The fruit is a globose or ovoid berry with diameter of 4-12 cm x 4-7 cm, deep purple or canary yellow; exocarp hard and thin, mesocarp greenish, endocarp white. [3]

The seeds are many and are attached to peg-like funiculi on the ovary wall, surrounded by yellowish aromatic pulpy/juicy edible arils; testa hard, black, 3-toothed at base. [3]

Cultivation

Early growth of passionfruit is slow and regular weeding is essential. Mulching along the rows or around the base of the plants greatly facilitates weed control and protects the roots. They grow best at altitudes 0 to 800m for yellow passionfruit and 1200 to 2000m at altitudes to grow purple passionfruit. Both crops grow on a wide range of soils; heavy clay soils have to be drained and very sandy ones need heavy manuring. [3]

Chemical Constituent

P. edulis stem has been reported to contain luteolin 6-C-β-D-glucopyranoside, luteolin 6-C-β-D-chinovoside, luteolin 6-C-β-L-fucoside, apigenin 8-C-β-D-glucopyranoside, apigenin-6-C-β-D-glucopyrano-4’-O-α-L-rhamnopyranoside, and 5,8-epidioxyergosta-6, 22-dien-3ol. [4]

In P. edulis orientin 2”-rhamnoside and luteolin 7-O-(2-rhamnosylglucoside), vitexin and isovitexin isomers can also be found. [5]

Plant Part Used

Vine, stem, leaves, fruit. [6][7]

Traditional Use

P. edulis was discovered in Peru in the mid-16th Century. Its use traditionally has been that of an anxiolytic or calming agent that has few, if any, side effects. Due to the calming properties of this herb, it was used for a variety of common complaints such as menstrual pain, menopause, rheumatic pain, asthma, hypertension and muscle spasms. Its use as an aphrodisiac is less common in traditional applications and more common in current use. In general, it has been used to treat stress and anxiety related symptoms of other conditions. In this sense it has been used for headaches, alcoholism, insomnia, bronchitis, diarrhea and seizure disorders. [6][7]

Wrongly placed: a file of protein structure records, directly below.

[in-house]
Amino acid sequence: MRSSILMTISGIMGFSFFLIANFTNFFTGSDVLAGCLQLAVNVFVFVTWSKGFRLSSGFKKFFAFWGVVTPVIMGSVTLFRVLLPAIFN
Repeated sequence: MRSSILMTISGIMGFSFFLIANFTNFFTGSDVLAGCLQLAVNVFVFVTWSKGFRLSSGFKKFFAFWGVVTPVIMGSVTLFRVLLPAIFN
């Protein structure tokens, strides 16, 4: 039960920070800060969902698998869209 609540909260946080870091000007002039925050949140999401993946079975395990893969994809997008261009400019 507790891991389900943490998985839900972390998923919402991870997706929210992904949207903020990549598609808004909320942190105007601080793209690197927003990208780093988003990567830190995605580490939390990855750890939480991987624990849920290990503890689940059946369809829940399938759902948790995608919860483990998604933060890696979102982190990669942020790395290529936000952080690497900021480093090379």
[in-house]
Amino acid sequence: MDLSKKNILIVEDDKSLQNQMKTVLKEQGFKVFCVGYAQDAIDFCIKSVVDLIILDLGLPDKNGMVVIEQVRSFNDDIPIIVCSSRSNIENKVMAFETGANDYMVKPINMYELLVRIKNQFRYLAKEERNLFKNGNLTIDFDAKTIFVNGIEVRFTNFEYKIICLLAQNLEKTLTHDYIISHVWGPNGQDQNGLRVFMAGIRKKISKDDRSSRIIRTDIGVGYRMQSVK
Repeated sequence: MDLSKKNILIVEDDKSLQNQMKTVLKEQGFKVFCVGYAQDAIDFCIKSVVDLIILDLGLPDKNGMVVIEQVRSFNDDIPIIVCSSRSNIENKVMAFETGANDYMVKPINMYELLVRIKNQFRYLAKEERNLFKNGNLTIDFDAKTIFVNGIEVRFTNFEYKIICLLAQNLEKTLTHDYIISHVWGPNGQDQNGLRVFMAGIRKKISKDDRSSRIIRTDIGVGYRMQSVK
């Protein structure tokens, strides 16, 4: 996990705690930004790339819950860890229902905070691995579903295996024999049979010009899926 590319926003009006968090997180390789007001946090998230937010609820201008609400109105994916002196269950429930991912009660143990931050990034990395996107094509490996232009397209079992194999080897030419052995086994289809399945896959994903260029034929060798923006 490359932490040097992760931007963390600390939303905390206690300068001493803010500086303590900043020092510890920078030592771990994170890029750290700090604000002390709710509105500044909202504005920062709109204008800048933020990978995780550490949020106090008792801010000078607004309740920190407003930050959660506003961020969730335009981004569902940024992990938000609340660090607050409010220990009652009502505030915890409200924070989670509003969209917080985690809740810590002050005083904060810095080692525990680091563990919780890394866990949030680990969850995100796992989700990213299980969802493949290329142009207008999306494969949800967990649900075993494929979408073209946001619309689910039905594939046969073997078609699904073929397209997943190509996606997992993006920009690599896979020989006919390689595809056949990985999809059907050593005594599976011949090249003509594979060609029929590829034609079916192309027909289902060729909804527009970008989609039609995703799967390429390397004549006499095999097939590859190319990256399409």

Preclinical Data

Pharmacology

Antioxidant activity

The bioactive constituents maltol and ethylmaltol have been shown to have CNS sedation, anticonvulsant activity (high doses), and a reduction in spontaneous motor activity (low doses) in laboratory animals. [8]

The harmane alkaloids are reported to have CNS stimulatory action. It has been suggested that the maltol and ethylmaltol constituents may mask the stimulatory activity of the harmane alkaloids. [9]

P. edulis extracts have been reported to reduce motor activity, prolong sleeping time, raise the nociceptive (pain) threshold and produce an anxiolytic effect in laboratory animals [10]. P. edulis has been reported to increase the sleeping time induced by hexobarbital [11]. The exact bioactive constituents with this activity are controversial; Maltol shows sedative activity while other constituents not yet identified appear to provide much of the neuropharmacological activity [12].

Toxicity

No documentation

Clinical Data